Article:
“Fragile representation” or Women in Big Politics: The Case of the Administrative Elite

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The research of the “feminization” of administrative politics is important to understand the transformation of power and the overall development of the Russian society amidst political, economic and social instability. This article presents the study results for the administrative elite in ten Russian regions (Moscow, St. Petersburg, Leningrad, Rostov, Kaliningrad, Kostroma and Novosibirsk Oblasts, Khabarovsk and Stavropol Krais, Republic of Dagestan). The analysis of the socio-demographic characteristics of the administrative elite showed no significant differences between men and women in terms of age, birthplace, as well as the type and the place where first (and subsequent) higher education was received. Studying the career trajectories of women in the ministerial elite showed that they most often occupy elite positions, like men, in middle age, but less often come from economic and security structures; horizontal and vertical movements mostly take place within the same professional institution - executive power agencies. The author identified regional governments with similar gender specifics (relative gender parity and relative gender imbalance). The study revealed that more feminized governments are formed in bordering and economically successful regions, while gender imbalance is most characteristic for the governments of economically dependent regions and those located in the south of the Russian Federation (with some exceptions).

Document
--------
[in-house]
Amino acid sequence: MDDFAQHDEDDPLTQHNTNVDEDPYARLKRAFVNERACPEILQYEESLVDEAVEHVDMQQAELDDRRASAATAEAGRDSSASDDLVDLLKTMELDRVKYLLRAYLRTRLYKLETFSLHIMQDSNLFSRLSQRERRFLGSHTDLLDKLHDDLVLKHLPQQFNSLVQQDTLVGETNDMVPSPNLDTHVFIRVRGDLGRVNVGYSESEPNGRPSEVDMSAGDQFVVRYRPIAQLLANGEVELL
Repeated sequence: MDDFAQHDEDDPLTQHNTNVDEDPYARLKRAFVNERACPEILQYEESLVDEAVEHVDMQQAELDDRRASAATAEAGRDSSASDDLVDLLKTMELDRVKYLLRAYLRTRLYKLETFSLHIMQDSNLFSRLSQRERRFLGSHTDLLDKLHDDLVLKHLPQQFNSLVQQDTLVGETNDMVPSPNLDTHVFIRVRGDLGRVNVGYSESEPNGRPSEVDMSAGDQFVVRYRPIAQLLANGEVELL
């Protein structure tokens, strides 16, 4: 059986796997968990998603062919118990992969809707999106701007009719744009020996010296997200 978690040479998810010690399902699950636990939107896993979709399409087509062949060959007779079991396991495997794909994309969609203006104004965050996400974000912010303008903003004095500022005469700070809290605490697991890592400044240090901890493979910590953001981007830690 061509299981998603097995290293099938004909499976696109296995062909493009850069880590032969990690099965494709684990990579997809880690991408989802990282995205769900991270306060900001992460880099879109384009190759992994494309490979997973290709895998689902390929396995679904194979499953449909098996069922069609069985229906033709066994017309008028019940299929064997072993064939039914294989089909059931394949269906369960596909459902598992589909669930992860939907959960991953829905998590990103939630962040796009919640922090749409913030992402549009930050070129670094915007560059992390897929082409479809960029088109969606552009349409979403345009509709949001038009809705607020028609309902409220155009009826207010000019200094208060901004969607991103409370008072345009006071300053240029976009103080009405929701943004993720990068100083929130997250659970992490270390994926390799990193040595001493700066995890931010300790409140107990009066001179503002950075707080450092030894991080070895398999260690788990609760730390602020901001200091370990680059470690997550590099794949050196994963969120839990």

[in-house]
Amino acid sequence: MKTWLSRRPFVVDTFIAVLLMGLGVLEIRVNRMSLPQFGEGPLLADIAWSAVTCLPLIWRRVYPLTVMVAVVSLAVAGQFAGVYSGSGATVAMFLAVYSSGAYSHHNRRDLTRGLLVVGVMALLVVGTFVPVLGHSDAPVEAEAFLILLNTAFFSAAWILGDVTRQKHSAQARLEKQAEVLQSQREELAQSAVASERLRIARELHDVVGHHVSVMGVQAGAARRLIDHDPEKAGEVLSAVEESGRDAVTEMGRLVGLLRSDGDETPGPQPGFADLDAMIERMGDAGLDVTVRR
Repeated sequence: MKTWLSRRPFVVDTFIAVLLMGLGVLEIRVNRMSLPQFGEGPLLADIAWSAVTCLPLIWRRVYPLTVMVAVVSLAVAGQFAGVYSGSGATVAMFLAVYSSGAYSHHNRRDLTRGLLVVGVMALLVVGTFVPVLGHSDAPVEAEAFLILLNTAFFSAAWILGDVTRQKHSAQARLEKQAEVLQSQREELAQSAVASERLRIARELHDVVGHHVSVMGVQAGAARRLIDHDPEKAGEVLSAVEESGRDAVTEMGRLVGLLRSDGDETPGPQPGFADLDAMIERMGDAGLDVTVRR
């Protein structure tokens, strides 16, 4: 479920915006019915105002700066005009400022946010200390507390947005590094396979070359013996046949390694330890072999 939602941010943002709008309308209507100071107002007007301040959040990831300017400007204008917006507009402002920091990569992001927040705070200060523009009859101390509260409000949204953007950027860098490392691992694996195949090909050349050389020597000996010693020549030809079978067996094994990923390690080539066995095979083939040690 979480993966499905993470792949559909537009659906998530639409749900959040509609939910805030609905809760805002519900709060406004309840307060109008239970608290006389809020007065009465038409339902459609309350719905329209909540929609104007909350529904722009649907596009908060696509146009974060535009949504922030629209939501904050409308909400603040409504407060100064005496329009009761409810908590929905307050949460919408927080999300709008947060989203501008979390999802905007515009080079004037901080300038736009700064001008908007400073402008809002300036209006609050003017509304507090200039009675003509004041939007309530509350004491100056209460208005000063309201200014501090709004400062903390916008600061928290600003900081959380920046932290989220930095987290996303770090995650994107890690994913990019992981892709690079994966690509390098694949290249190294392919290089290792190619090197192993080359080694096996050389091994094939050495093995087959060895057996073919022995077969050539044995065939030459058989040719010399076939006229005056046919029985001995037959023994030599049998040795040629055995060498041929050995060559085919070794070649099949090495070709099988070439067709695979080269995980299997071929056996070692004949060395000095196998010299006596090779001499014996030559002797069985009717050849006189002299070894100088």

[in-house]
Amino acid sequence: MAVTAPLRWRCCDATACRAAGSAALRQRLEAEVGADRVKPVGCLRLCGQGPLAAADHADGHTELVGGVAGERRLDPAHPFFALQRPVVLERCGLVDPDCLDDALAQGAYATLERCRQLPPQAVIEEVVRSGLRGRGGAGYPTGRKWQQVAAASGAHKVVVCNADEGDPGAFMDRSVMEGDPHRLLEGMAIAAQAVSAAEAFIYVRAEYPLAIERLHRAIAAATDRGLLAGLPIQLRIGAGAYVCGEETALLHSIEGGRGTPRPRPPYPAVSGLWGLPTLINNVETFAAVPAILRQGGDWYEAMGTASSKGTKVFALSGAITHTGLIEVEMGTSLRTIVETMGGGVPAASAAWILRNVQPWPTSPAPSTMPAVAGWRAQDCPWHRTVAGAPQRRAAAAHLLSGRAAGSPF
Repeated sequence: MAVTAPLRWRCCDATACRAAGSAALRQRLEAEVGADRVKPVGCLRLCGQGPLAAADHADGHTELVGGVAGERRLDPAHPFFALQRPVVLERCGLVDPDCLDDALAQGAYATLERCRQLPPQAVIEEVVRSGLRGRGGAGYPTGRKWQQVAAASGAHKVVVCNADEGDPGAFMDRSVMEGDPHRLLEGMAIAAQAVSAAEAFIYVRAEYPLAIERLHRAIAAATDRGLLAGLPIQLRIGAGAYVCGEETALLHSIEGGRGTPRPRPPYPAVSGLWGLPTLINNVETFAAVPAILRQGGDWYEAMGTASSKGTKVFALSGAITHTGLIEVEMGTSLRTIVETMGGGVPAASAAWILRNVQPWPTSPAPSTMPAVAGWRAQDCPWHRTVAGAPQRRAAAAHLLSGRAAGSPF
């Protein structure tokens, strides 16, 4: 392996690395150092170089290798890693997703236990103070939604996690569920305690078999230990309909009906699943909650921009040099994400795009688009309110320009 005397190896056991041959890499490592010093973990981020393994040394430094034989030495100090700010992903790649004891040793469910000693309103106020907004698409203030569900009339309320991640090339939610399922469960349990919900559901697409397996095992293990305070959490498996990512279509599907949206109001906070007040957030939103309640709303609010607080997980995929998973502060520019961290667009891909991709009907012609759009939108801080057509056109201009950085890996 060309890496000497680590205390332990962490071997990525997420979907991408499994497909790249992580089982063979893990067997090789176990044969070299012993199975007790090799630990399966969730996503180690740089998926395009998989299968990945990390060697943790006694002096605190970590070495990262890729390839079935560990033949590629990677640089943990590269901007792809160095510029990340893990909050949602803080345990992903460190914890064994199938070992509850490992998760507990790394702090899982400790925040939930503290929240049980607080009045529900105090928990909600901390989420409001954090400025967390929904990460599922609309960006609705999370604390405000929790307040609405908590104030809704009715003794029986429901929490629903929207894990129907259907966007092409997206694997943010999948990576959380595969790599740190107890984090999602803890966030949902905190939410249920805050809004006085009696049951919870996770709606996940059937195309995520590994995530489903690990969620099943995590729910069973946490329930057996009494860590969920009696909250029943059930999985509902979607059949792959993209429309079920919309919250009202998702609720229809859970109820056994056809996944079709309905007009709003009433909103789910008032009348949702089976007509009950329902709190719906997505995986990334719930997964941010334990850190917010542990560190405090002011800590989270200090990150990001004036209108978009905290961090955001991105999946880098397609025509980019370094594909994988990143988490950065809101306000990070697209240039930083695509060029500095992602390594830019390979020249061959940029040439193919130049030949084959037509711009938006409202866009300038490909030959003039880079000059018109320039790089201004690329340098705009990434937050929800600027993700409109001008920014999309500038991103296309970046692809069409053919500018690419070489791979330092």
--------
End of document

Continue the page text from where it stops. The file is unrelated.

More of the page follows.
About the authors

Natalya V. Kolesnik

Sociological Institute of the RAS - Branch of the Federal Center of Theoretical and Applied Sociology of the Russian Academy of Sciences (SI RAS - FCTAS RAS)

Author for correspondence.
Email: n.kolesnik@socinst.ru
ORCID iD: 0000-0003-2323-6799

PhD in Sociology, Senior Research Fellow

Saint Petersburg, Russian Federation


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